Weekly market update

August has historically been a volatile month and this past August didn’t disappoint. Stocks rallied to close out August snapping a four-week losing streak, but when the books closed on August the Dow was down 1.32%, the S&P 500 was down 1.59% and the NASDAQ was down 2.60%.

Traders and investors had a lot of issues to digest last month. Obviously, trade tensions between the U.S. and China ruled supreme. Then followed, interest rates, yield curve inversion and global economic slowdown. On the geo-political front, the Brexit is starting to weigh on investor sentiment again as it draws closer (October 31).

By and large, the biggest issue was trade between China. One day there were conciliatory comments that sent stocks soaring and the next day, tensions escalated and stocks plummeted. It’s obvious that investors want a resolution to the trade tensions, but I don’t think we’re anywhere close to a deal. It’s been exhausting—we’re in, we’re out, we’re raising tariffs, we’re delaying tariffs, China retaliates, china backs off, meetings/calls are on, meetings/calls are off. You can see how that could cause major angst. And it wasn’t just among investors. President Trump couldn’t take it anymore and shared details about “high level” calls with China and BOOM stocks soared, erasing most of the monthly decline.

The next biggest issue that investors dealt with last month was the wild ride in U.S. Treasury yields and the yield curve inverting. We started the month off with the yield on the 10-year Treasury around 2.02% and hit a low of 1.44%. There is no doubt that low or negative rates abroad, induced by economic weakness, are exerting downward pressure on U.S. rates, as capital seeks higher but safe returns. See, when investors are piling into Treasuries, it pushes yields lower and prices higher, in fact, the Barclay’s aggregate bond index is having its best year since 1995.

Not only did those yields fall, but the short end of the yield curve, the 2-year Treasury rose above the 10-year yield. That means that you could earn more interest by owning a 2-year treasury than owning a 10-year. This stoked recession fears to an all new level, and the market is treating the “yield curve inversion” like the Ebola virus for stocks. I’m afraid that the consumer is being talked into a recession. Again, a recession is when we have two consecutive quarters of negative GDP and that isn’t happening just yet. The latest read on Q2 GDP was 2%–that’s not close to being negative.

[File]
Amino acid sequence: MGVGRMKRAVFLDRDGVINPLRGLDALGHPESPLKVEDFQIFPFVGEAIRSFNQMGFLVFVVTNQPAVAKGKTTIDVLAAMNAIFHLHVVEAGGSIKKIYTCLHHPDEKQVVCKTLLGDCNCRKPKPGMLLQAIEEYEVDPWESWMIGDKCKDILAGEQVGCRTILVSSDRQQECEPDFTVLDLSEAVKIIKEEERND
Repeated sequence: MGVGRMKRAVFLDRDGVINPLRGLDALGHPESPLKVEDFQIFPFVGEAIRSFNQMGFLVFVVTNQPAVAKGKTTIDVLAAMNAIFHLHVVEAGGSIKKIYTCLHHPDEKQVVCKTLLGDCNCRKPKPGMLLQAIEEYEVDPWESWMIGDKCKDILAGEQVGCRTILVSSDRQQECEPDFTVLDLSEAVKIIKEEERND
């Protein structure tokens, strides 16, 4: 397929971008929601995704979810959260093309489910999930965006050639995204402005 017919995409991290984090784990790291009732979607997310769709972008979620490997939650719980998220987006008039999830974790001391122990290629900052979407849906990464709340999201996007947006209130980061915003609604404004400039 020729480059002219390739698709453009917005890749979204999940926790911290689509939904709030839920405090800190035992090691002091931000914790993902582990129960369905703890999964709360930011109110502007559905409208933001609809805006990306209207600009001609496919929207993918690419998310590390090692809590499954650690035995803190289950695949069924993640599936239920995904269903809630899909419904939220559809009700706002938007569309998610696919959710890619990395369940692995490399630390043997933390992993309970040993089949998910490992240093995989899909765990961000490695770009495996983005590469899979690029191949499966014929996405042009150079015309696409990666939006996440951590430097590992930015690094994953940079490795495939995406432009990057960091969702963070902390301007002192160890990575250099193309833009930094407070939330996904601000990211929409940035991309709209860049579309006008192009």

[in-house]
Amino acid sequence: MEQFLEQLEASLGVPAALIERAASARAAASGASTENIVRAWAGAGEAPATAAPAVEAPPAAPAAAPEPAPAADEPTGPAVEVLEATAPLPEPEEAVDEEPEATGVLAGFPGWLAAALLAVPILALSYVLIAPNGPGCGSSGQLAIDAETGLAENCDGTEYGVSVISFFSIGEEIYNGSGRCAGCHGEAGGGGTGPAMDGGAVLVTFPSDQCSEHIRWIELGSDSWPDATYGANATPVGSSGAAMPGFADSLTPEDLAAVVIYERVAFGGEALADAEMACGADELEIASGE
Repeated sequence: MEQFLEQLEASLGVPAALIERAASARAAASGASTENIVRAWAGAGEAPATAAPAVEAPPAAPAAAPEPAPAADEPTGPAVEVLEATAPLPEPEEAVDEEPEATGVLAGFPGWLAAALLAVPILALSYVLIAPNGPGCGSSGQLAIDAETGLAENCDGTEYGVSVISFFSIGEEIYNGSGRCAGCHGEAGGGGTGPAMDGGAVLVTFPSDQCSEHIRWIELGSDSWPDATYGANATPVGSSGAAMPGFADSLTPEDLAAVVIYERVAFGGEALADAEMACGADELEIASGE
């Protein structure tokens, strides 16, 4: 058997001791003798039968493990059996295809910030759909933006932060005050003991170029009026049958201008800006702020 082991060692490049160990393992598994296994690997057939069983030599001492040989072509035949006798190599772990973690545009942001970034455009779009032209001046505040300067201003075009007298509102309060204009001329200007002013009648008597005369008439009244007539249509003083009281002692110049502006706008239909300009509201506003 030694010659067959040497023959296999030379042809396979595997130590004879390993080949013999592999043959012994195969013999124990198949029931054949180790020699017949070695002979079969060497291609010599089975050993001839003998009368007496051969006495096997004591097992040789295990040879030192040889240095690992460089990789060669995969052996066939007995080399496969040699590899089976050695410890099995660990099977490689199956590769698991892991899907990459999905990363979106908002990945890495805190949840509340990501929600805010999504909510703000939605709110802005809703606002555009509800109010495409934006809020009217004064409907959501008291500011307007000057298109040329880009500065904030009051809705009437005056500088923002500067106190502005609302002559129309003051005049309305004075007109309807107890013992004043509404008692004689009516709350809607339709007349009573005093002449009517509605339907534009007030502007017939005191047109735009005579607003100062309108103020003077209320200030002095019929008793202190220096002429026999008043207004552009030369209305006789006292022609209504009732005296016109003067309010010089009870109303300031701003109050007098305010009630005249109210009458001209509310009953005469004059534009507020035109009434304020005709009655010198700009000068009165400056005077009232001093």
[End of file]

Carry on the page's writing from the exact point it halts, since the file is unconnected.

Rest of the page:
Turning to the U.S. economy, U.S. Chicago FED National Activity Index for July remained negative and a little more than previously reported. Core durable goods orders missed and shipments exhibit largest drop in three years. But the Chicago PMI figures actually rose. And the University of Michigan consumer sentiment reading had its biggest monthly drop since 2012 (think uncertainty about the economy), but consumer spending soared, so the consumer isn’t too bearish.

The markets opened September on a down note because a new round of tariffs just hit on Sunday and we also got a poor reading from the ISM manufacturing index. It fell into contraction territory for the first time since 2016, so that is something we’ll be watching. We will also be looking to see how the August jobs growth comes out later this week and then all eyes will be on the FED to see if they cut rates at this month’s FOMC meeting and what they have to say about forward guidance on the economy and monetary policy. There are really no earnings to speak of, they won’t crank up again until October. So, stay tuned and we’ll keep you posted.

 

Todd Day, MBA
Portfolio Manager
Horizon Financial Services, LLC

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